How to survive a heart attack


Humaid Mohammad Al Qutami is welcomed by Sami Al Qamzi, Director-General of Dubai’s Department of Economic Development in presence of Dr. Brajesh Mittal, chairman scale at the SCALEHEART 2016, in Dubai on Friday.

Published: 20:00 November 4, 2016Gulf News


Image Credit: Virendra Saklani/Gulf News
uchitra Bajpai Chaudhary, Senior Reporter

Dubai: Quick transportation to hospital and an early medical intervention can make the difference between life and death in the case of a heart attack, a heart specialist told Gulf News.

Dr Brajesh Mittal was speaking on the sidelines of a cardiovascular disease conference Scaleheart 2016, held in association with Emirates Cardiac Society at the Conrad Hotel in Dubai today.

The conference, attended by leading medical experts from the UAE, focused on STEMI care, an acronym for acute heart attack due to ‘ST Elevation during Myocardial Infarction,’ sought to educate health care professionals on the importance of timely and urgent medical intervention during a heart attack.

“A patient who experiences an acute heart attack — which means total occlusion [blockage] of an artery — needs to be immediately transported via ambulance to a hospital emergency where a cardiac surgeon can give him defibrillation and a clot-busting medication or perform a catheterisation to remove the block,” said Dr Mittal.

“The urgency in reaching the patient to hospital is to prevent the heart muscle from deteriorating or dying due to complete lack of blood supply and also in many cases, averting sudden cardiac death as such electrical disturbances in the heart can be fatal,” said Dr Mittal, the founder chairman of Scale Foundation, which is organising the conference. Dr Mittal is an interventional cardiologist and Head of Cardiology Department at Garhoud Private Hospital, Dubai.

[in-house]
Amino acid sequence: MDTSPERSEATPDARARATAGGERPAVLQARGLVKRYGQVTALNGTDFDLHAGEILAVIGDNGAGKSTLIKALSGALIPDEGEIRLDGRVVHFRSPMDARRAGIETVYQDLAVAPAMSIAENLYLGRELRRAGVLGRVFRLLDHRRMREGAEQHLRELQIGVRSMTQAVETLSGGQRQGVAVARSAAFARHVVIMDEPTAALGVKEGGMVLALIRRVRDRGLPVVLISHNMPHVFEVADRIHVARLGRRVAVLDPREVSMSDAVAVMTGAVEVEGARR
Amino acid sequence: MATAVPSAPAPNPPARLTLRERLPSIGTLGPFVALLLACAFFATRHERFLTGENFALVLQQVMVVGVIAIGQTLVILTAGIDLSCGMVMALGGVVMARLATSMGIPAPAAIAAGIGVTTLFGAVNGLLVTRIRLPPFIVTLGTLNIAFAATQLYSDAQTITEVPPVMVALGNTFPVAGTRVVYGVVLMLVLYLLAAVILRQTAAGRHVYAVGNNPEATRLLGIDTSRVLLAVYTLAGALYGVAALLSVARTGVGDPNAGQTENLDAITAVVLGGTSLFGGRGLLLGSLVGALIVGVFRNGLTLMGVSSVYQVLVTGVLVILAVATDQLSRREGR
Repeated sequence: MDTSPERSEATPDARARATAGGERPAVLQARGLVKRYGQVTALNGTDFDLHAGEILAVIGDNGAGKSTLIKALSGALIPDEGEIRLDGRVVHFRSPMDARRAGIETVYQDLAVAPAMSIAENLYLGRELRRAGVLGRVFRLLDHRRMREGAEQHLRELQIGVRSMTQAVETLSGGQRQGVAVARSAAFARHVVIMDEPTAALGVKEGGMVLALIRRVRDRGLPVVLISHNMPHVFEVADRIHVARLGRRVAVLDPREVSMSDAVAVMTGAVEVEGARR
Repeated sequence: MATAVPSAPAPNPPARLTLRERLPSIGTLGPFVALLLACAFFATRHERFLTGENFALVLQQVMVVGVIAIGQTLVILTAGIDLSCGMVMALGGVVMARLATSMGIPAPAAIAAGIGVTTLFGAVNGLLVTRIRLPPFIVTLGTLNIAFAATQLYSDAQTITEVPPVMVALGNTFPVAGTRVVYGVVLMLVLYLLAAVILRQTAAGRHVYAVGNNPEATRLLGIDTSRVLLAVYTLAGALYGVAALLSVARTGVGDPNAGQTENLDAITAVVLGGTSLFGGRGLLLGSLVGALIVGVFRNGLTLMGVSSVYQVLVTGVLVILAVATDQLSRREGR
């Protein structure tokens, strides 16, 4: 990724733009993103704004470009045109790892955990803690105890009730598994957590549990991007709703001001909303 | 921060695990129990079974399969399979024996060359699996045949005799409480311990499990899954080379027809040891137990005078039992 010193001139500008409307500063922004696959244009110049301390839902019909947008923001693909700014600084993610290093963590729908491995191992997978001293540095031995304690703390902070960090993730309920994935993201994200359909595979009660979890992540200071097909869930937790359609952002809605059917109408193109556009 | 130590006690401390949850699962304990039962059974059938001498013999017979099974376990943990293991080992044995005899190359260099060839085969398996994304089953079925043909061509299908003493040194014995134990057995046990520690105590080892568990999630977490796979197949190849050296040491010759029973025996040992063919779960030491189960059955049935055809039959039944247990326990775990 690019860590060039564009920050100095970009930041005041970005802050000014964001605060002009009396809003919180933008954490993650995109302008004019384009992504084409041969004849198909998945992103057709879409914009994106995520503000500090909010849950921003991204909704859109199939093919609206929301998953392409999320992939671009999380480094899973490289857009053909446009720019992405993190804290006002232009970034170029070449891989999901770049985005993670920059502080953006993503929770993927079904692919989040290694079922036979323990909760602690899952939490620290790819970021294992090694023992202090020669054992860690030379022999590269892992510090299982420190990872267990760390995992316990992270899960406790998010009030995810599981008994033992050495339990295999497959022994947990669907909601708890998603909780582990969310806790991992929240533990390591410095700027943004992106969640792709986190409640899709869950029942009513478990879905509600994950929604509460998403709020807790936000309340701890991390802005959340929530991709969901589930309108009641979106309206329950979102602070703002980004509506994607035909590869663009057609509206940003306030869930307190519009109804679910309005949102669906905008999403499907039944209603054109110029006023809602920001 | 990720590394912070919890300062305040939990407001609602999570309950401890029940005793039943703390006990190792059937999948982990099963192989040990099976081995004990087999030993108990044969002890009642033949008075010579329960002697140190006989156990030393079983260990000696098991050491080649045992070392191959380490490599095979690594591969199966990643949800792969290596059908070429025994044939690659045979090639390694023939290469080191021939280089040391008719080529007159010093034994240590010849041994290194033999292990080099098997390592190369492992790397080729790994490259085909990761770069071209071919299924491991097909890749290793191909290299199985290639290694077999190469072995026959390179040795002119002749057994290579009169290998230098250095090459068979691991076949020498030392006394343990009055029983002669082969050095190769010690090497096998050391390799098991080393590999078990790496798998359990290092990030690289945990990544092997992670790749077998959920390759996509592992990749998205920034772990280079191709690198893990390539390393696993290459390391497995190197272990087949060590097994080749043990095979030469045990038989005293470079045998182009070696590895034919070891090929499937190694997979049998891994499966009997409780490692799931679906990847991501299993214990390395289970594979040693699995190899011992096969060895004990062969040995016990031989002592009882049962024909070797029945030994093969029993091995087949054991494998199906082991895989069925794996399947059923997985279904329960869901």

According to figures of the World Health Organisation, more people worldwide die of heart diseases (most common being myocardial infarctions or heart attacks) yearly than any other cause. In 2004, 17.4 million deaths occurred due to cardiovascular disease; this figure is predicted to rise to 23.6 million by 2030.

Dr Mittal added that although the incidence of Ac Mi (acute myocardial infarction) and deaths due to Ac Mi are declining in the West, it is still high in this part of the world.

“The medical protocol for a heart attack is in place,” he said. “but people are not aware that they should never drive themselves to the hospital, instead one should call for an ambulance. The paramedics can give first aid such as defibrillation or electric shock to prevent cardiac arrest and rush a patient to the hospital.

“At the hospital, the emergency medicine staff should be educated to immediately administer a clot-busting medicine to deocclude the artery and induce circulation to prevent the muscle from dying. The best therapy is for the cardiac surgeon to immediately conduct a cardiac catheter procedure at the cath lab and deocclude the artery completely. This can save the further deterioration of the heart muscle and prevent any fatal incident.”


Doctor’s advice

1. Go in for regular cardiac screening.

2. If you have more than one lifestyle disease such as high cholesterol, high blood pressure or diabetes, make sure to have all the preventive screening tests carried out at regular intervals to maintain heart health.

3. Those who have a genetic predisposition are also advised regular cardiac health screening.

4. Cut back on processed foods, have a nutritionally balanced diet and have at least 30 minutes of physical activity each day like walking or gym workout.

5. Take an aspirin each day if you have a predisposition to heart disease.

6. If you have chest pain, have aspirin or nitrate by placing it under your tongue.

7. If the chest pain is severe, do not wait, dial 999 and call for an ambulance, as the earlier you reach the hospital the better. Do not attempt to drive yourself to hospital as this can prove fatal.

(Information: Dr Brajesh Mittal).


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